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How to Choose a Fitness Watch

To get the most out of your workout, you need to be logging miles, tracking your pace, and keeping a close watch on your physical health. If you don’t push yourself, you’ll never rise from those training plateaus; but if you overexert yourself, you could be damaging your health, not improving it.

One of the best ways to keep tabs on your workout is to use a fitness watch that can monitor your heart rate; track your distances, speeds, and interval times; and send all this information to an online system that helps you develop a personal training regimen that’ll give you the best results.

Choosing one of these wonder-watches, however, can be difficult, especially for anyone not well versed in tech terms. Here’s a rundown of what to look for in a fitness watch, and how each type can help you get into the best shape faster.

Fitness Watch

Heart Rate Monitors

A standard watch with a basic chronograph (stopwatch) and heart rate monitor gives you all the health information you need to create a training schedule. While monitoring your heart rate might sound like something that happens in the doctor’s office, it’s actually critical for training. You can use it to work up to maximize training efficiency, build endurance, or lose weight. Often, these watches let you customize your heart rate target zones so you can adjust your exertion to further optimize your workout.

When choosing a heart rate monitor, look for one that can give you customized information based on your height, weight, age, and other factors. This info can even more accurately help you determine your heart rate target zones. Make sure your fitness watch has plenty of memory, too, as well as a long enough battery life. For example, the Timex Road Trainer has a 50-lap memory, and its battery will run for 3.5 years.

These watches work great for training programs that include running or walking, cycling, or weight lifting.

GPS and Heart Rate Monitors

Outdoor technology has advanced so much that many fitness watches come with GPS technology as well as heart rate monitoring capabilities. GPS can be used to track your location, the distance you’ve traveled, your top and average speeds, pace, and other data on your workout. Garmin has developed several products, such as the 210, 610, and 910 Forerunners, that let you build custom interval sessions and view your pace for these preset intervals in real time.

Many of these models can be used with accessories such as foot pods to measure your steps per minute (cadence) and software that lets you see in-depth details of your workout.

Remember, though, that because the technology runs on GPS, you may experience poor coverage in some areas, such as indoor gyms or within dense trees. If you’ll be working out indoors, you’ll want to use the foot pod, which can track your data through the steps you take, rather than by satellite.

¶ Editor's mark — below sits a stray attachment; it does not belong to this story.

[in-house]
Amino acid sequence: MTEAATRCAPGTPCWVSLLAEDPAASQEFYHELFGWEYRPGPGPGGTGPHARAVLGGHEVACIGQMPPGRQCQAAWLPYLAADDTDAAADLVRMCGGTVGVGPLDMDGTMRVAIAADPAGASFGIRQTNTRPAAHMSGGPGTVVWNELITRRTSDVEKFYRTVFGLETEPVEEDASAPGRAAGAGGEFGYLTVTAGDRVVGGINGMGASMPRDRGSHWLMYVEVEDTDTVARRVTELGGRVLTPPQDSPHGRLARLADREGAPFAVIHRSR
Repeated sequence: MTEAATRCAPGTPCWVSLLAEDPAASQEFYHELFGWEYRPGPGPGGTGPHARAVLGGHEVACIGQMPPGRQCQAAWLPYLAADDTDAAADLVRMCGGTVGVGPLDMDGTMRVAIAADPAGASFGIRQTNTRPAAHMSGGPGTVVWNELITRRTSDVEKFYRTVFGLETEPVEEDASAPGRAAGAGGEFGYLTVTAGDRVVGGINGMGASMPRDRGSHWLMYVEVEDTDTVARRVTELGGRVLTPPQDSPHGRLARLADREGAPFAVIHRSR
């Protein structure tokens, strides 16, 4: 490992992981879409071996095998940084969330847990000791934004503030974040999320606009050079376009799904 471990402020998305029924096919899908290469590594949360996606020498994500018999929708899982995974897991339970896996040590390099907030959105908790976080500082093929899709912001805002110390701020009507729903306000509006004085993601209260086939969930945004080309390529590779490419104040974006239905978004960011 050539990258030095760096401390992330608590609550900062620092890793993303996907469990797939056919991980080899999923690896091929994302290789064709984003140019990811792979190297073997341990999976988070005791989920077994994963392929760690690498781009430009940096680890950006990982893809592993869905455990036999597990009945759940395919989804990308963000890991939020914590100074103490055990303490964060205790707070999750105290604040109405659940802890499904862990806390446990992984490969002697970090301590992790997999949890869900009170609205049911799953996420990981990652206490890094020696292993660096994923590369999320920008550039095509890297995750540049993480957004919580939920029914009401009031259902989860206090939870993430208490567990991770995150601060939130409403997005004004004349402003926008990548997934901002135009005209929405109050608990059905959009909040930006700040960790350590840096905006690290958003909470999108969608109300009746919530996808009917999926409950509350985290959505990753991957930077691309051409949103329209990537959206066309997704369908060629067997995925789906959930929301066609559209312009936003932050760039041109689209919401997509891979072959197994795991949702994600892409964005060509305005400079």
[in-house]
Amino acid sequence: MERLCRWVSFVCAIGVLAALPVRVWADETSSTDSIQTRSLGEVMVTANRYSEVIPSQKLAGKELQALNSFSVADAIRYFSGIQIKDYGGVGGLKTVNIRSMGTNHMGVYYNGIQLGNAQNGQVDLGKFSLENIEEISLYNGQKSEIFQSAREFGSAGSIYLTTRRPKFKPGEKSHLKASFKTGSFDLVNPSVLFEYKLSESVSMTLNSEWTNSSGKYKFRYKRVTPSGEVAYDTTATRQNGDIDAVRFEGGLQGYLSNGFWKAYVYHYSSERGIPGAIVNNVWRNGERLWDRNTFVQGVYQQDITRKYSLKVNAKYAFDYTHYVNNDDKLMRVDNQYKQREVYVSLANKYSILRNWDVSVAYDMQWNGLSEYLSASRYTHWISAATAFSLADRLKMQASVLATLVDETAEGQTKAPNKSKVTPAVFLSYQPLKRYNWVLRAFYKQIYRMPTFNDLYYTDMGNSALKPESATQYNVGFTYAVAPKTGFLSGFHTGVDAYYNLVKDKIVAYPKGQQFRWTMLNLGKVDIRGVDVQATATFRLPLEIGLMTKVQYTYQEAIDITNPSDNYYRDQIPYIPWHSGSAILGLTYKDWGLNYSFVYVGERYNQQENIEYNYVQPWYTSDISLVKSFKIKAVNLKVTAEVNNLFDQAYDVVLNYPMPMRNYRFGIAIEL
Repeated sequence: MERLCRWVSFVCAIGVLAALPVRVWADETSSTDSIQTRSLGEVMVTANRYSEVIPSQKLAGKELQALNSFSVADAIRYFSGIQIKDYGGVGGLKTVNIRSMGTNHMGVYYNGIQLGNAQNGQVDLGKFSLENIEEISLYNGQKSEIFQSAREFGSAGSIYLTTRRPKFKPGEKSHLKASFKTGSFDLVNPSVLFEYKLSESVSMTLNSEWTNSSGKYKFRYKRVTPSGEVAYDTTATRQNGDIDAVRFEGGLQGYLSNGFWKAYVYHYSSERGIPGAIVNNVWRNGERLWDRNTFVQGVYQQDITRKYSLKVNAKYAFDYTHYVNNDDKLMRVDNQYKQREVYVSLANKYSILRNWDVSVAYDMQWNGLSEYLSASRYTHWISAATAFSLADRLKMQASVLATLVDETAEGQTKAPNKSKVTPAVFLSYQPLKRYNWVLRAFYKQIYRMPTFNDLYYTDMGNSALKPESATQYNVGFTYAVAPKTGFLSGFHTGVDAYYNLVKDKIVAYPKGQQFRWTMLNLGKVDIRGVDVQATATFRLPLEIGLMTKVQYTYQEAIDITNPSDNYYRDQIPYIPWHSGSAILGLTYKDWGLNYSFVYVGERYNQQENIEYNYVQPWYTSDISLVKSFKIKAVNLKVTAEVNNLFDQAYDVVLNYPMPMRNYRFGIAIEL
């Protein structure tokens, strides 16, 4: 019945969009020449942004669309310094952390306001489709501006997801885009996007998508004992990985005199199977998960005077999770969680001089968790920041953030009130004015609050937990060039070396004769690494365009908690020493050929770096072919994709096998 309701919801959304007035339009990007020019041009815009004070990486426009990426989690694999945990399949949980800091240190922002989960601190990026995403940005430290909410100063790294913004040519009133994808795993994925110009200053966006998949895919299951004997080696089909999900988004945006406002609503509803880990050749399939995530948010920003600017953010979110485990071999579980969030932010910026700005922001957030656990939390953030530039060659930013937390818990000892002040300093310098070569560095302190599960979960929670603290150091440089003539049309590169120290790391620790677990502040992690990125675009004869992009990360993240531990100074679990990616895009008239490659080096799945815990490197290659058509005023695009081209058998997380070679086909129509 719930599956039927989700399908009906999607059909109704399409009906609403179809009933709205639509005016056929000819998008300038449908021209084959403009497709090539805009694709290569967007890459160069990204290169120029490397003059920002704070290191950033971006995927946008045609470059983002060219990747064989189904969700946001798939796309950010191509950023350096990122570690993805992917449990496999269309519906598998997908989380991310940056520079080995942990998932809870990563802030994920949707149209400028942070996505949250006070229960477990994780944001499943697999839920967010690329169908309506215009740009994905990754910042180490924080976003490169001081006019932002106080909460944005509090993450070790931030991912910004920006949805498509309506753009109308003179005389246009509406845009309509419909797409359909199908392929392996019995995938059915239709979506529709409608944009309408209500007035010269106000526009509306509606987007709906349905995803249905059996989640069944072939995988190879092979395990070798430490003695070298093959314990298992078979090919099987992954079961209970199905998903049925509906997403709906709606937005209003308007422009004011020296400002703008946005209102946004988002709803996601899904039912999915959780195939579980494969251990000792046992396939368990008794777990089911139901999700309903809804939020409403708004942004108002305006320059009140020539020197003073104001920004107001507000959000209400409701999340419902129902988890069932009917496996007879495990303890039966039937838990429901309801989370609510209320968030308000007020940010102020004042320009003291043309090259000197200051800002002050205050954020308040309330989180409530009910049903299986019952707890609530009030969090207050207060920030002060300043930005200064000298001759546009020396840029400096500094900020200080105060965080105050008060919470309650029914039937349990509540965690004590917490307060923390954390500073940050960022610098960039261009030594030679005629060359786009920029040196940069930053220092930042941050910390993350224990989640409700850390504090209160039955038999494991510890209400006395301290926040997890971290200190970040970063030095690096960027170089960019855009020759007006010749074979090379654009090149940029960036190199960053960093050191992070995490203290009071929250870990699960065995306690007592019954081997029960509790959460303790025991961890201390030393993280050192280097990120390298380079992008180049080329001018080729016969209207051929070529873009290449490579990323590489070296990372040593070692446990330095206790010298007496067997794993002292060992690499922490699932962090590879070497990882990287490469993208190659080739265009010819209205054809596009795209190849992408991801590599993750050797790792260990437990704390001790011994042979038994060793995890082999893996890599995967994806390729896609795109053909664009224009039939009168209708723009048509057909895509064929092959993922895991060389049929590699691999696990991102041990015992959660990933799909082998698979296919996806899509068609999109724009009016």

These watches are great for measuring performance on runs, walks, and bike rides.

GPS (Speed and Distance) Watches

If you want to focus on the time mechanics of your workout, a GPS-enabled fitness watch without a heart rate monitor may be your best choice. These watches, such as the Garmin Forerunner 10, are perfect for tracking distance, speed, pace, and calories burned. While these watches lack a heart rate monitor, they’re also much less bulky and are on the lower end of the price spectrum, making them more suited for simpler workout programs.

Backcountry Watches

If you’re looking for a remote command unit in the form of a wristwatch, you may want to check out a backcountry trainer such as the Garmin Fenix or Suunto Ambit. Perfect for heading out into uncharted territory, these products are a hybrid of traditional rugged outdoor watches and sleek, technologically advanced training watches.

Backcountry watches take data gathering to a new level, and offer everything that GPS and heart rate monitors deliver, and then some. Some of the best features about these watches are the navigational tools, which give you detailed information on heading, elevation, weather changes, temperature, and other readings. The GPS in these watches is designed to pick up a signal no matter how dense the foliage, and the durability is everything you’d expect from a rugged outdoor wristwatch.

A Few Considerations

Some watches may feel bulky or awkward on your wrist due to their size, so choose one that’s most comfortable for you. If you don’t need the added features, opt for a smaller, less expensive one that you’ll be much more likely to wear on a run or bike ride.

Watches also have various interfaces (the way you interact with the computer inside), and some may be more intuitive for you than others. For example, some models use only buttons, while others feature touchscreens, or even a combination of both.

If you plan to use your watch for swim workouts or triathlons, make sure to choose one that’s waterproof and sleek, and can provide any and all data you need to get to the next level.

Training for anything, in any sport, takes discipline. But if you arm yourself with the right fitness watch, you’ll be more invigorated to stay on course with your program and see the results you’re striving for.

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